Summer is on its way, and along with it comes fun in the sun.For many people that means fun in the water; and fun that can be shared with your furry friend. But before you take your four-legged friend with you on a trip to the ocean, a lake, a river, or your favorite pet-friendly swimming hole, take a few precautions.
Make sure your dog can swim.Not all dogs can swim well. Dogs with smashed faces and broad chests are not well designed for swimming. Some athletic dogs that are very muscular, such as greyhounds and whippets, have little body fat so are not buoyant and can also have trouble swimming. And just because a dog belongs to a breed that typically likes the water, it doesn't mean your particular dog likes to swim. If you don't know if your dog can swim, introduce him to the water slowly, on a leash, with you by his side. You can help keep him calm, and help hold his hind end up until he starts using his hind legs as well as his front legs to swim. Putting him in a doggy life jacket can help him feel more comfortable until he gets the hang of swimming. Don't just drop or throw your dog into the water. It can cause panic, which may leave him with a permanent fear of the water, or could even result in drowning.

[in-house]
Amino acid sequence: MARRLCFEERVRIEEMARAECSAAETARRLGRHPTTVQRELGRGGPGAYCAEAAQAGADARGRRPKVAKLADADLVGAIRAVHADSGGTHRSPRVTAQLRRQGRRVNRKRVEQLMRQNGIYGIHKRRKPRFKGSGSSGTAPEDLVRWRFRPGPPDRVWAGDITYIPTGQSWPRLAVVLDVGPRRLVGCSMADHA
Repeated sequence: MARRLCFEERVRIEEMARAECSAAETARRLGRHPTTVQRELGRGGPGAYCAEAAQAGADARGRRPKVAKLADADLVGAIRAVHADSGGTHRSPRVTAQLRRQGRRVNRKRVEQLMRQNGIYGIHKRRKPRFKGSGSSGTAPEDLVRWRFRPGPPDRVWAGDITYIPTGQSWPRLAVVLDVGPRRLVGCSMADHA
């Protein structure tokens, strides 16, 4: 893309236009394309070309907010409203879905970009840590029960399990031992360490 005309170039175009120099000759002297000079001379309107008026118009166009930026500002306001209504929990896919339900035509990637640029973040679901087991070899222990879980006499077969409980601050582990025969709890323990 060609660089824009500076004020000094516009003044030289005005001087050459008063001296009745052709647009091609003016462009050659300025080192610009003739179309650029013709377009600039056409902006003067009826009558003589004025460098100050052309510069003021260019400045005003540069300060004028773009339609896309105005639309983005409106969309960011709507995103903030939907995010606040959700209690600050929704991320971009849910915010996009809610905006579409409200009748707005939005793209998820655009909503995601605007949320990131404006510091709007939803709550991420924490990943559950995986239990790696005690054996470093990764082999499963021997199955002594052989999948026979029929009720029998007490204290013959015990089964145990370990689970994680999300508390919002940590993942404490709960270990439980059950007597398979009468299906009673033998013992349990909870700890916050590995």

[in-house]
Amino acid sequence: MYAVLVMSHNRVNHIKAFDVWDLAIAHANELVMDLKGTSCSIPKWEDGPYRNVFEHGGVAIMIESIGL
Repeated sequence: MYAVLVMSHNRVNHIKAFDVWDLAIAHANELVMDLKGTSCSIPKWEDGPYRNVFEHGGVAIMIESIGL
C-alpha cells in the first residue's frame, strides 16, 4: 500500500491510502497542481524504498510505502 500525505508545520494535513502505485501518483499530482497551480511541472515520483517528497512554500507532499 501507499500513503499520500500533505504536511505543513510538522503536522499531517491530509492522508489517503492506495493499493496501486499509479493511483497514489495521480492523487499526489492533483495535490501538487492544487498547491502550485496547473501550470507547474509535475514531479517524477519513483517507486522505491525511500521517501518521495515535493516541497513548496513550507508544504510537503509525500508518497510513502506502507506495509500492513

Make sure the area is safe.If you're planning to swim in a river, check the current and make sure it's not too strong. If it's an area where people also fish, watch out for fish hooks and line. Ensure there are no snakes or fish you wouldn't want to swim with (or roll in). If you plan to swim in the ocean, make sure there are no riptides or eddies that can take your friend too far out in the open sea. Watch out for jellyfish. Keep your eyes open for small sharks that don't pose a threat to humans, but might to your dog. Keep your dog on his leash. If you feel like you have to let him swim loose, make certain he will come when he's called—every time, without fail—so you can call him back if he starts to swim too far out. If you go to a mountain lake or stream, remember that water comes from melting snow: even though the day may be warm and beautiful, that water can be ice cold. Make sure the water is warm enough to keep your furry friend from getting hypothermia.
Be careful around pools.If you have a backyard pool, make sure your dog knows where the stairs are, and how to navigate them. Put a large plant or something else by the stairs so he can always find them. If he falls into the pool and can't locate the stairs, he'll swim to the side and tread water waiting for someone to help him out, which can exhaust him. The edge around the pool can cut or burn delicate paw pads. Keep your dog limited to the area he has to be on to get in and out of the pool. And be very aware of pool covers —if a dog goes underneath a floating pool cover, they can drown.